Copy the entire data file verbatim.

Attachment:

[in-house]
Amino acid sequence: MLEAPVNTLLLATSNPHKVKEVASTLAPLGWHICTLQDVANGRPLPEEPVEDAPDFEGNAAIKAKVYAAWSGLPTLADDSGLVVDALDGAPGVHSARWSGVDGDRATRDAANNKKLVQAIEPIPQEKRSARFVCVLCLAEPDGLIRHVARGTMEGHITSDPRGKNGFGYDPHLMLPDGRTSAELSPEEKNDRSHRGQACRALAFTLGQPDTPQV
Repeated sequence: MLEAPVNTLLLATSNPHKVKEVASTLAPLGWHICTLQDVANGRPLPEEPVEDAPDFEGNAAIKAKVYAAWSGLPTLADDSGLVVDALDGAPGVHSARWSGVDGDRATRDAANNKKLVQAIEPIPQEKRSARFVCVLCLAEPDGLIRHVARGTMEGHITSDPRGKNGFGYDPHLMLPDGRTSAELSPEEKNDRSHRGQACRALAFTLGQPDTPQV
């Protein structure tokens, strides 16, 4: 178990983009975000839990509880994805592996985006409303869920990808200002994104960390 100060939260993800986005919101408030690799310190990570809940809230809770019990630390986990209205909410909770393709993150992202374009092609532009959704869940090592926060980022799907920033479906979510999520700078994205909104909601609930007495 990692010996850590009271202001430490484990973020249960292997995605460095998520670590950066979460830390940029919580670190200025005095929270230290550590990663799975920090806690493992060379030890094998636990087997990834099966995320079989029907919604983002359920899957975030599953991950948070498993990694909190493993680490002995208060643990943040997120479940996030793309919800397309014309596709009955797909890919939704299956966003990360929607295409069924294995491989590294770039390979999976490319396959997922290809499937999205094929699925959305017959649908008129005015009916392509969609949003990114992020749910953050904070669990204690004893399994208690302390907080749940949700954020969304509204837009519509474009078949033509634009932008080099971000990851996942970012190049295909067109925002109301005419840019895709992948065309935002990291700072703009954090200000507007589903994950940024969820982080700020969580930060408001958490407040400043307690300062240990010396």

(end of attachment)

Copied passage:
[in-house]
Amino acid sequence: MLEAPVNTLLLATSNPHKVKEVASTLAPLGWHICTLQDVANGRPLPEEPVEDAPDFEGNAAIKAKVYAAWSGLPTLADDSGLVVDALDGAPGVHSARWSGVDGDRATRDAANNKKLVQAIEPIPQEKRSARFVCVLCLAEPDGLIRHVARGTMEGHITSDPRGKNGFGYDPHLMLPDGRTSAELSPEEKNDRSHRGQACRALAFTLGQPDTPQV
Repeated sequence: MLEAPVNTLLLATSNPHKVKEVASTLAPLGWHICTLQDVANGRPLPEEPVEDAPDFEGNAAIKAKVYAAWSGLPTLADDSGLVVDALDGAPGVHSARWSGVDGDRATRDAANNKKLVQAIEPIPQEKRSARFVCVLCLAEPDGLIRHVARGTMEGHITSDPRGKNGFGYDPHLMLPDGRTSAELSPEEKNDRSHRGQACRALAFTLGQPDTPQV
């Protein structure tokens, strides 16, 4: 178990983009975000839990509880994805592996985006409303869920990808200002994104960390 100060939260993800986005919101408030690799310190990570809940809230809770019990630390986990209205909410909770393709993150992202374009092609532009959704869940090592926060980022799907920033479906979510999520700078994205909104909601609930007495 990692010996850590009271202001430490484990973020249960292997995605460095998520670590950066979460830390940029919580670190200025005095929270230290550590990663799975920090806690493992060379030890094998636990087997990834099966995320079989029907919604983002359920899957975030599953991950948070498993990694909190493993680490002995208060643990943040997120479940996030793309919800397309014309596709009955797909890919939704299956966003990360929607295409069924294995491989590294770039390979999976490319396959997922290809499937999205094929699925959305017959649908008129005015009916392509969609949003990114992020749910953050904070669990204690004893399994208690302390907080749940949700954020969304509204837009519509474009078949033509634009932008080099971000990851996942970012190049295909067109925002109301005419840019895709992948065309935002990291700072703009954090200000507007589903994950940024969820982080700020969580930060408001958490407040400043307690300062240990010396």